Indian Children's Books can bridge the gender gap in STEM

By Monika Sharma and Sreemoyee Bhattacharyya

New Delhi, Jun 10 (IANSlife): While there have been a good number of Indian women scientists changing the world with their radical work, all the names we hear in everyday conversations about science are a bandwagon of male scientists, Ramanujan, Jagdish Chandra Bose, etc. We do not hear about the first Indian woman doctor, Dr Anandibai Joshi, or even the extraordinary female botanist Janaki Ammal.

We believe children's books by representing women scientists can foster an early introduction to women scientists and by changing the public perception of who a scientist can be, increase the motivation in young girls to become one, bridging the gnawing gender gap. There have been some phenomenal children's books from Indian authors that tackle this gender divide in groundbreaking creative ways. An introduction to these books can help inspire young girls to feel confident to pursue the sciences. Youki Terada in her opinion piece writes that children's science books represent male scientists three times as much as female scientists. By making a conscious intentional change in these gender-biased representations, children's book authors can revolutionise the way young girls think about their potential to be STEM leaders.

A children's book titled 31 Fantastic Adventures in Science: Women Scientists of India, with the word "adventure" in its title, makes science seem like a fun challenge instead of a daunting inhibition. The book, written by Nandita Jayaraj and Aashmia Friedog, unravels stories about Indian women scientists who brought about radical progress in the field of science and technology, such as environmental biotechnology, particle physics, palaeobiology, astrophysics, and oncology. With her colourful illustrations, the illustrator of the book, Upasana Agarwal, tries to convey these scientists' personalities through the motifs and colour palettes she uses to depict them. Nandita Jayaraj, one of the book's authors, says they would like "to use this book as an opportunity to undertake more interactive sessions with children. It is as much about the science as it is about the people in it."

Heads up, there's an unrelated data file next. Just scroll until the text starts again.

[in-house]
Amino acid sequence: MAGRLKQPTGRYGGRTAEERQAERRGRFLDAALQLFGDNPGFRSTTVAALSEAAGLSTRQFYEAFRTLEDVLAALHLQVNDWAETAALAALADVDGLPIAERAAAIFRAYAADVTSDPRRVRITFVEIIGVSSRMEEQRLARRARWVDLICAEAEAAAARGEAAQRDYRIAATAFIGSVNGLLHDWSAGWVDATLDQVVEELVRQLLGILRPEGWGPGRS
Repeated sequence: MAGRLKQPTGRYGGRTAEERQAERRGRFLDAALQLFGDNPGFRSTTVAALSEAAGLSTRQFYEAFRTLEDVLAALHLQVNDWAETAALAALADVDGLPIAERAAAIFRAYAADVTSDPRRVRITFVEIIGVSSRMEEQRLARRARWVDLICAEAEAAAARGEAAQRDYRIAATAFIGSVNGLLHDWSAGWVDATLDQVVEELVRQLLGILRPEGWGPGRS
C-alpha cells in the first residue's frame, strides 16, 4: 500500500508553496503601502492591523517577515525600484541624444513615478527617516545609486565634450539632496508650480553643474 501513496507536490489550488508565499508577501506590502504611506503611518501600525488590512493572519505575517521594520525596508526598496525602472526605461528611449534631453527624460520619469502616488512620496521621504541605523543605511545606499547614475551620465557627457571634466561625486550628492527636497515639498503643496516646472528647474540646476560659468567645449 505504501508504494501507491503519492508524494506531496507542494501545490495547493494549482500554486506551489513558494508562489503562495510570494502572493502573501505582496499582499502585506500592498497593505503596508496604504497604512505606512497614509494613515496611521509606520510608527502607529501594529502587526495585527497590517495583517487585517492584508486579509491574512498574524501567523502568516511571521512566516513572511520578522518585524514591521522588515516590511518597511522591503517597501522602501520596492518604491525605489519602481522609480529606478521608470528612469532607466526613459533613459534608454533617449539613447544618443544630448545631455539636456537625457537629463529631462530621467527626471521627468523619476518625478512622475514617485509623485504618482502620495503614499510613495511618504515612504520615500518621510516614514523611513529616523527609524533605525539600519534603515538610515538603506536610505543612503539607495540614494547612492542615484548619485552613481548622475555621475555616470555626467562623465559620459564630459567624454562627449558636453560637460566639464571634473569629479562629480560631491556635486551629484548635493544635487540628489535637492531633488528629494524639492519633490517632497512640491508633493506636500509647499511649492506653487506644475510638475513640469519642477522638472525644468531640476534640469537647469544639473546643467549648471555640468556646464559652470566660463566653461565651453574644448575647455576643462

It is exactly this idea of capturing stories as much as the experiments that humanizes the sciences. The human stories inspire the girl children to write their own stories without following any societal conventions. This book aptly captures the science, and the stories of these scientists, thus encouraging young minds to realize the efforts behind these scientific endeavours and inspiring them to see how these could be their stories too. Aashmia, the other author of the book, says the book is essentially a feminist project, and undoubtedly so, considering its aim of removing the stigma in a girl child's mind -- that they are not capable enough to pursue the sciences. Another stellar book, She Can You Can: A-Z Book of Iconic Indian Women, is a timeless series of biographies, where a summary with an illustrative sketch represents each character A-Z. It highlights the achievements of pioneering women scientists, doctors, astronauts, and other stalwarts.

Pratham Books, a non-profit children's book publication house, has released the delightful book titled, Anna's Extraordinary Adventures with Weather, with lovely illustrations, about the Indian weather scientist Anna Mani who invented the Ozonesonde. For the unfamiliar, it is a balloon-borne instrument that measures ozone concentration at various altitudes and broadcasts the data by radio. The story, written by Nandita Jayaraj and illustrated by Priya Kuriyan, vibrantly depicts a little girl who wants to read about and study diamonds instead of wearing them, shattering conventional gender stereotypes Holding the book in her hands, the girl child feels inspired to do the same while reading it. The illustrations portray a time-lapse with a little girl bent over books and tools, transforming into a sari-clad scientist who would go on to study the weather and invent the Ozonesonde.

A research study on the meta-analysis of five decades of U.S. children drawing scientists was published in 2018. It was observed that in 1966 -77, only 1 percent of girls portrayed scientists as women when asked to draw a scientist. However, in 2016, this figure had increased significantly, with 58 percent of girls drawing women scientists. This radical improvement in the percentage reveals a significant shift in public perception of who a scientist can be, an image that isn't necessarily male and busts gender-related stereotyping.

From many of the earliest NASA scientists who were women and people of colour, whose stories could lead to intersectional feminist conversations, women scientists in India drastically challenged the idea of women being in the inner/private realms of society and men working in the public domains. Women can definitely do science, and in her feminist satire, Sultana's Dream, Begum Rokeya Sakhawat Hossain turns the tables of society, where the men are locked in the inner realms of society while the women are outside building revolutionary technology.

Children's books, we believe, can pave the way for more gender equity in the field of science as they would change the mindsets of young minds early on in the enculturation process. When girls see women as trailblazers in STEM fields at a young age, there is a high likelihood that they will become pioneers in STEM themselves as they grow up.



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